Can you make something good, better?

I love everything about this site.
I have become obsessed with everything coding related. which is why i’m making this post. i want to learn it all from full-stack web development which you do here. but i also want to learn the equivalent amount of coding about game development. to the point i could build engines and Operating Systems.

So my main question is where do i go after here.
p.s. i am register college student as well for AAS in Cpt Programming.

Game development, building game engines, and building operating systems are very different things and will demand very different things of you.

For game dev, learn a pre-built engine like Unity or Unreal.
For building game engines, you’ll need to learn C/C++ very well, as well as strong math skills.
For building an operating system, you’ll need a strong grasp of computer architecture, low level programming, file systems, and drivers.

You’ll be able to learn about all of these to some degree, but you’re going to have to make a choice about what you want to do professionally. There’s only so much time in the day, and only so many days in your life.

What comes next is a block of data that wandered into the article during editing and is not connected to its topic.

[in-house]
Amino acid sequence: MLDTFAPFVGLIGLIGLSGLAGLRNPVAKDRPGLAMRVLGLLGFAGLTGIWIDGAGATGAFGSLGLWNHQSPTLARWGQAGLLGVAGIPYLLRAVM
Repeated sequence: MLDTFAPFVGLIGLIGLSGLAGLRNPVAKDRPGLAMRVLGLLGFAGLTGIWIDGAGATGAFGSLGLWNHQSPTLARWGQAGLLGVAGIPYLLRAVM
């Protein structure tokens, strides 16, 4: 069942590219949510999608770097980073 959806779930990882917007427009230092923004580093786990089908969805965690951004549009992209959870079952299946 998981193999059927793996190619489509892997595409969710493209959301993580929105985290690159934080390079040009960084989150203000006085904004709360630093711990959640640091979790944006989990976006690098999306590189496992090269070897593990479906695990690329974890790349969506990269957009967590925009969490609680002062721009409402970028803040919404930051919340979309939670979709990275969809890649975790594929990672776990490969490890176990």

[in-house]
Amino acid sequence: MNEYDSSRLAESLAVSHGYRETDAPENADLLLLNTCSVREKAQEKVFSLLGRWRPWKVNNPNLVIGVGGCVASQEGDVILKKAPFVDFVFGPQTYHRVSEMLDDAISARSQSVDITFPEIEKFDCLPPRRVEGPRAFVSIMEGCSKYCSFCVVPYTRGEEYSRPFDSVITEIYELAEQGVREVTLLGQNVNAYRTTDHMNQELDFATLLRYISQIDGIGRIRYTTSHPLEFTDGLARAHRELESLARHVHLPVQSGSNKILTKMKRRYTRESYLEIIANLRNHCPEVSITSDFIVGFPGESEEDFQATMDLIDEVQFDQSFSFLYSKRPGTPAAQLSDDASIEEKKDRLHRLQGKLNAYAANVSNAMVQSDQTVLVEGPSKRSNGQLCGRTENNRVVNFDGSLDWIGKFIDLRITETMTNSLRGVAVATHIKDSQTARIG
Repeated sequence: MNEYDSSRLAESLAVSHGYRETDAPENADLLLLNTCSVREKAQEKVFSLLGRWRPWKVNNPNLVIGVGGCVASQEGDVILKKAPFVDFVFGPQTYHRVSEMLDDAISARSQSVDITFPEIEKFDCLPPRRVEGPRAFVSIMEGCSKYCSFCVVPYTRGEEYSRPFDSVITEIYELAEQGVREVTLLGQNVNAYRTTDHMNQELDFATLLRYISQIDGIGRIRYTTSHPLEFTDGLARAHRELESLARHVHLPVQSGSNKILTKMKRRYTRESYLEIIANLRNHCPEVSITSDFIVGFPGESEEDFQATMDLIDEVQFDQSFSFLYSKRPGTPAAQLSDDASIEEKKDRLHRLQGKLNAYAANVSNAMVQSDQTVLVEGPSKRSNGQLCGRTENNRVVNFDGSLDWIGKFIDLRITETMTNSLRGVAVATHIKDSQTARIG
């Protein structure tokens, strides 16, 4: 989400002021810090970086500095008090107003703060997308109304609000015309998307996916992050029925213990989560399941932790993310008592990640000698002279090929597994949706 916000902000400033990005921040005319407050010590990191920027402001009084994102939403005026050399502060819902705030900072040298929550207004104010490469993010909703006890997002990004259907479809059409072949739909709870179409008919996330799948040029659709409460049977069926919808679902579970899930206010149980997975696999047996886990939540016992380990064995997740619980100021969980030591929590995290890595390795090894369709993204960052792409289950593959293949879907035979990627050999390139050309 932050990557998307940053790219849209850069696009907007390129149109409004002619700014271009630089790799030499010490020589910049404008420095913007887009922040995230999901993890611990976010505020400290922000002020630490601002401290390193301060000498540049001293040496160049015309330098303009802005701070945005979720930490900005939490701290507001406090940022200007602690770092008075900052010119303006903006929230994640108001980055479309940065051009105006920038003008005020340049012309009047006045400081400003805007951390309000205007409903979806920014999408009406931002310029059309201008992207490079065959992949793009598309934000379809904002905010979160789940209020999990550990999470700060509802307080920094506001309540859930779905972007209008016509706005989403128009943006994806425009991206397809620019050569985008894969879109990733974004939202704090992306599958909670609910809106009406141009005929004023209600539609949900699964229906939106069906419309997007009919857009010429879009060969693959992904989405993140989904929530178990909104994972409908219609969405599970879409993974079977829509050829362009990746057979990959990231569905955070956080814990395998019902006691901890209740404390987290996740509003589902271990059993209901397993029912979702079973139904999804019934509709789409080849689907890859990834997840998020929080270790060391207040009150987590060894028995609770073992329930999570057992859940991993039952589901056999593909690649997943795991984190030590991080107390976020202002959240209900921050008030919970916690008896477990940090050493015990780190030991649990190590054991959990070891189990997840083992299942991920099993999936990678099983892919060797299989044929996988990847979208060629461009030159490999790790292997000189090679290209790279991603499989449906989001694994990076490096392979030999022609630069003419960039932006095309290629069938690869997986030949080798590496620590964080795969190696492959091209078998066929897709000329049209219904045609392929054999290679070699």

Check out this course, nand2tetris, which teach you the most profound truths of computer science. I can’t recommend it enough.


thank you that helps a lot. my dream is game development, but i want to keep a foot in web bc i feel theres more jobs.
I actually did download Unreal 4 since it’s free, which is why i want to learn c/c++ really bad. and i thought this would be a great place to start.
i’m definetly going to check that out today.

I think you’re on a good track. I haven’t looked at the syllabus closely for our local university’s game development bachelor’s degree, but I’ve been around the net a long time. I can tell you that no matter which language you learn, once you know one well, a LOT of it can transfer to others.

The trick is learning the logic, problem solving, and math…pretty much in that order. The better you get in each, the better a programmer you will be.

Quite a lot can be done with game development on the web now. My kids, for instance, are insanely into ROBLOX and other web games. I never thought much of these types of games, but now that I’m getting into professional programming, I realized how much money is potentially there. A lot of people tend to think console is where the money is, or that you have to hit it big like Minecraft to bring in the money.

First, of course, figure out what you WANT to do, what you love. Because, whatever you choose, you’ll likely spend a lot of time doing it. If you do decide on game development, definitely keep those web skills handy. Everything is online now, even games, and I only see them merging more down the road.

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thank you i appreciate and take seriously. I feel very strong in web development. I’ve been able to build two projects and complete 140 things on FCC in only 10 days. but i did have to look at someone else’s portfolio to figure somethings out.